1. Authorship and canonicity (authenticity).
    1. John the apostle has traditionally been accepted as the author of the fourth gospel since the early Church fathers.
      1. Irenaeus, circa 200AD, a leading theologian of an authoritative canon of Scriptures, accepted John as the author of the Gospel of John.
      2. Clement of Alexandria, 150-200AD, a Christian apologist and missionary to the Hellenistic (Greek) culture, produced many writings certifying John as the author of this gospel.
    2. Authorship by John is further substantiated in the writings of the Muratorian Canon dated 180-200AD. (This is a Latin list of New Testament writings regarded as canonical and discovered by the Italian, Lodovico Musatori, and published in 1740.)
    3. External sources of canonicity are attested by the Egerton Papyrus 2, dated before 150AD (C.H. Dodd, New Testament Studies, 1953 pp 1552) and also attested by Tatian in his writing, Diatesaron, circa 200AD. (This writing is a combination of the four gospels in one narrative.)
    4. Internal attestation of both authorship and canonicity is seen in a classical formulation from B. F. Westcott and J. B. Lightfoot, (Biblical Essays, 1893, pp 1198) where it is demonstrated that the gospel was written:
      1. By a Jew. Jn.1:19-28 references the Jewish expectation of the coming of Christ; Jn.4:9, the author knew the Jewish feelings towards the Samaritans; Jn.4:20, the Jewish attitude towards worship and acquaintance with the Jewish feasts; cp. Jn.18:39, noting the custom of the Passover for the Romans to release a Jewish prisoner.
      2. By a Palestinian Jew. The author was acquainted with the geography, especially around Jerusalem, cp. Jn.9:7; 11:18; 18:1. Also, the cities of Galilee and the territory of Samaria, Jn.1:44; 2:1; 4:5,6,21.
      3. By an eyewitness of events, Jn.1:14 "We beheld His glory"; 19:35 (author speaking in the third person) "And he who has seen has borne witness (event of the Cross)." The author knew the number and size of the pots at the wedding of Cana, Jn.2:6.
      4. By the "beloved disciple" and close associate of the apostle Peter, Jn.21:7; cp. 13:23 (last supper, this rules out Peter). Since James was killed early in the history of the Church, and Thomas and Philip are mentioned so frequently in the third person (the author speaks of himself in the third person), John the son of Zebedee is the best remaining possibility.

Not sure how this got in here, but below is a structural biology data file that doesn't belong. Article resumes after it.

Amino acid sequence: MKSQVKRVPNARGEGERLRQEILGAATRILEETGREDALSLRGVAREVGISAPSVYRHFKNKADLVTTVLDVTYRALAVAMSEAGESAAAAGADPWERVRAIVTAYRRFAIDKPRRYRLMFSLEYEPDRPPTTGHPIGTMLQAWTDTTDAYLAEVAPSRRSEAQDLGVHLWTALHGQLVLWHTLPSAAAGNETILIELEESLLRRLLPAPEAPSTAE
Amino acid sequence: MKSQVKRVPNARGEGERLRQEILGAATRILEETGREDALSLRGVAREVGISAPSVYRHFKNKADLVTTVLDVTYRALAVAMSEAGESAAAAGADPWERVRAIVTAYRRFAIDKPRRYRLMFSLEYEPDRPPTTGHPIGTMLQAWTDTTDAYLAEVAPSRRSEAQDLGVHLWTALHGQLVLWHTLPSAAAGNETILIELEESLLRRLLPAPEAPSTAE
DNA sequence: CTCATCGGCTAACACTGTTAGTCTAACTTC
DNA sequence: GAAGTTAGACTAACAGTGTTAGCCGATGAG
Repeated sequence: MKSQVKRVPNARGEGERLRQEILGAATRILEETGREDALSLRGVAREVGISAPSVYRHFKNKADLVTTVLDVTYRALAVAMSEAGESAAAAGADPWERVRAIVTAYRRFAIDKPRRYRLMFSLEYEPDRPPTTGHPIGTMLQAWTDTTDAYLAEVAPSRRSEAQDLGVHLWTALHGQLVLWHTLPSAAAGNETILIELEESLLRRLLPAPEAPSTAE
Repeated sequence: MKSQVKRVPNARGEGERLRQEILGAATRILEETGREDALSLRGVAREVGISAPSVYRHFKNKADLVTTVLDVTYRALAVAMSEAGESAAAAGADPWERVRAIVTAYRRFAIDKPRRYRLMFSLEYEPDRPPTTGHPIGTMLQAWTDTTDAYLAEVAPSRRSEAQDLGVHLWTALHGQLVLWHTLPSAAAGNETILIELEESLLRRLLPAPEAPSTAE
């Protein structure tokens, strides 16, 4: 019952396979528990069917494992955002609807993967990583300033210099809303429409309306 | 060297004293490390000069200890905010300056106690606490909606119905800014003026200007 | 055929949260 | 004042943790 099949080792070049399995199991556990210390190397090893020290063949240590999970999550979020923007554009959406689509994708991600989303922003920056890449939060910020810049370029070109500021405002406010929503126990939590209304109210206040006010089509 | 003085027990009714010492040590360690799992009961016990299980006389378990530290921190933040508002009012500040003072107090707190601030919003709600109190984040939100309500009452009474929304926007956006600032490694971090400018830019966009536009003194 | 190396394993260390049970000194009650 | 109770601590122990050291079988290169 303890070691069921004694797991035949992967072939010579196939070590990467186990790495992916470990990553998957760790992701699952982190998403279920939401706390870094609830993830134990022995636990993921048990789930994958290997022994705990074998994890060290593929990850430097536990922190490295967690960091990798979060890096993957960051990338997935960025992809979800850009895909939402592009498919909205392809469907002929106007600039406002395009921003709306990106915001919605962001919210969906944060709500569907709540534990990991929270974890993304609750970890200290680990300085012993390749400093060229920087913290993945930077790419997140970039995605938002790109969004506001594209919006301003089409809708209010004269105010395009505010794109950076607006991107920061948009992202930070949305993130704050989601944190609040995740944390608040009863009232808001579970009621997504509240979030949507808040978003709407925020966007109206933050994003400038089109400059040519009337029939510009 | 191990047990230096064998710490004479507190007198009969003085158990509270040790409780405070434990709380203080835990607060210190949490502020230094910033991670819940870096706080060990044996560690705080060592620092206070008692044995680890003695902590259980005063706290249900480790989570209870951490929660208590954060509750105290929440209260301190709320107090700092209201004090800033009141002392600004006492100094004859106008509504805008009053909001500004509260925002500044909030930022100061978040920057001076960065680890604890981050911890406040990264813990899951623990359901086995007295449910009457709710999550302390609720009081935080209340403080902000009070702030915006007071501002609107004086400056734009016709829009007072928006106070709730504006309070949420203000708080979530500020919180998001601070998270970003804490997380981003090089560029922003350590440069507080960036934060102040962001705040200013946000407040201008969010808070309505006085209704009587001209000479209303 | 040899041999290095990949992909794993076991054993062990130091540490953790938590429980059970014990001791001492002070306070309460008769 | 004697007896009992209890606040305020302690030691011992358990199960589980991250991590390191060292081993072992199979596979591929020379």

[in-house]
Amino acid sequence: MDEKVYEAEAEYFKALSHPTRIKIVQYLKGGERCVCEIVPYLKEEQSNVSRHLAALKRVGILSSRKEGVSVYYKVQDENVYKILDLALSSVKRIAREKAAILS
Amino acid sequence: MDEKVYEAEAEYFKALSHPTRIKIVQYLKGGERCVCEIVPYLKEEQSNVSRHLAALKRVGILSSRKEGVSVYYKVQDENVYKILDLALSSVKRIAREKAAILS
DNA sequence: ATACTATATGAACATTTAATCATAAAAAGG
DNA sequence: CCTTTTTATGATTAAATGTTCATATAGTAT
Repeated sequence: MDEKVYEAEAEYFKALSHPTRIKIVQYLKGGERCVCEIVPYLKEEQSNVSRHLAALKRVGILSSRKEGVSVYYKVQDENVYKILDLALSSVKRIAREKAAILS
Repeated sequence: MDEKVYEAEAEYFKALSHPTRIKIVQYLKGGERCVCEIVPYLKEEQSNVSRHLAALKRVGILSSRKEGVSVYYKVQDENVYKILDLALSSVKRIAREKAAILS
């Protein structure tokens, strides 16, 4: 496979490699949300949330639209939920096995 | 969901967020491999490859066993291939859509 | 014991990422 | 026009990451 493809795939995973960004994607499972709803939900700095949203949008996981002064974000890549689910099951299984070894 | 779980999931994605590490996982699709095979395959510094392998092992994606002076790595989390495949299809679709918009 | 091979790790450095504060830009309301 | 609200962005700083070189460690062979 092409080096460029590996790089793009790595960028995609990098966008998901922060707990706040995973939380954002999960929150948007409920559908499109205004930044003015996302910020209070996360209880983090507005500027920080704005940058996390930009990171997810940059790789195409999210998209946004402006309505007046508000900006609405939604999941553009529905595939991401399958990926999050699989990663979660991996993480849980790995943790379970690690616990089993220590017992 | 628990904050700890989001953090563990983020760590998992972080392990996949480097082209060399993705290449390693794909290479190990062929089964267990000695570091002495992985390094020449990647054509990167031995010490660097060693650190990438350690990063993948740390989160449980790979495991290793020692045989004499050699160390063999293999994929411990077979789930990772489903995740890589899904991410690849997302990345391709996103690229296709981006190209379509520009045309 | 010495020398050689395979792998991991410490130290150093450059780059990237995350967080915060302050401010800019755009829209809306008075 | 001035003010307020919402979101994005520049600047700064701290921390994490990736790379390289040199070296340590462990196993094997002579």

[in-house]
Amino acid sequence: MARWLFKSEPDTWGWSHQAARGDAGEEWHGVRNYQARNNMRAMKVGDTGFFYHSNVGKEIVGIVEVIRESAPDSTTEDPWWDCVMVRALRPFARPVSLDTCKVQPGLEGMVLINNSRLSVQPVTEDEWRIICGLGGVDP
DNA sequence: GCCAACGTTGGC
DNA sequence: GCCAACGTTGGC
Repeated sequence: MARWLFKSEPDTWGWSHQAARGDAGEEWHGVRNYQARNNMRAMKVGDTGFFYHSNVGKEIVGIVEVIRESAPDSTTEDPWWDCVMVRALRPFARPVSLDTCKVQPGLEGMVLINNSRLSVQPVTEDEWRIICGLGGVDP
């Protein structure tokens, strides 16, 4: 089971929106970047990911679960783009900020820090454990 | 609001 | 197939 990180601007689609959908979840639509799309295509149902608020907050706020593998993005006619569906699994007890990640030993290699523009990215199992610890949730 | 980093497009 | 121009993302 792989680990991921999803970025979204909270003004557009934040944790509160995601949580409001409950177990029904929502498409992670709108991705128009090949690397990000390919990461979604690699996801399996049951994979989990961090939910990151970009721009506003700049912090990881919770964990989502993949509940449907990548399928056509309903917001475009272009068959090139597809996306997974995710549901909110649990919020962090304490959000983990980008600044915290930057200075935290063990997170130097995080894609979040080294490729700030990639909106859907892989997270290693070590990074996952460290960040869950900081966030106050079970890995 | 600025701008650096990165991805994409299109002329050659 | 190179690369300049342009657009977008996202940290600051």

5. The language and thinking of the author of the Gospel of John is parallel with the first epistle of John, cp. 1Jn.1:1ff.
  2. Date and place of writing.
    1. The date of writing for the gospel has been variously estimated from 40AD to 140AD.
    2. Patristic evidence weigh heavier towards John living a full and long life verses a short life.
    3. Polycrates, Bishop of Ephesus, 190AD, and Irenaeus both place John at Ephesus as late as 98-117AD with a long residence there.
    4. The discovery of the Rylands Fragment, which is a copy of Jn.18:31-33,37,38, shows that the Gospel of John was in use in the first half of the second century.
    5. Internal support for the writing at Ephesus (Asia Minor and gentile surroundings) is seen in the explanations of the feasts and customs of the Jews as if it were for the benefit of those unfamiliar with them, cp. Jn.2:13; 4:9; 19:31.
    6. Though a definite time has not been determined for this writing, it has traditionally been dated around 90AD.
  3. Purpose of the writing.
    1. The general purpose of John's writing is apologetic, or in defense of the validity of who and what Christ is.
    2. In a harmony of the gospels, we see most of John's writing contains information not found in the synoptic gospels (Mt., Mk., and Lk.). However, the events surrounding the Cross are parallel with the synoptic gospels. This provides further apologetics for the validity of the synoptic gospels.
    3. An additional purpose of the Gospel of John then, is to provide supplemental information and to expand the reader's view of the incarnate Christ (life and times of Jesus at the First Advent) as compared to the synoptic gospels.
  4. Summary outline of chapter one.
    1. John's prologue, Jn.1:1-18.
      1. The preincarnate deity of Christ, vss.1-5.
      2. The witness of John the Baptist, vss.6-13.
      3. The incarnation of Christ, vss.1418.
    2. The end of John the Baptist's ministry and the beginning of Christ's, vss.19-51.
      1. The confession of John the Baptist, vss.19-28.
      2. John the Baptist identifies Christ as Messiah, vss.29-34.
      3. The conversion of Andrew, John, Simon Peter, Philip and Nathaniel, vss.35-51.
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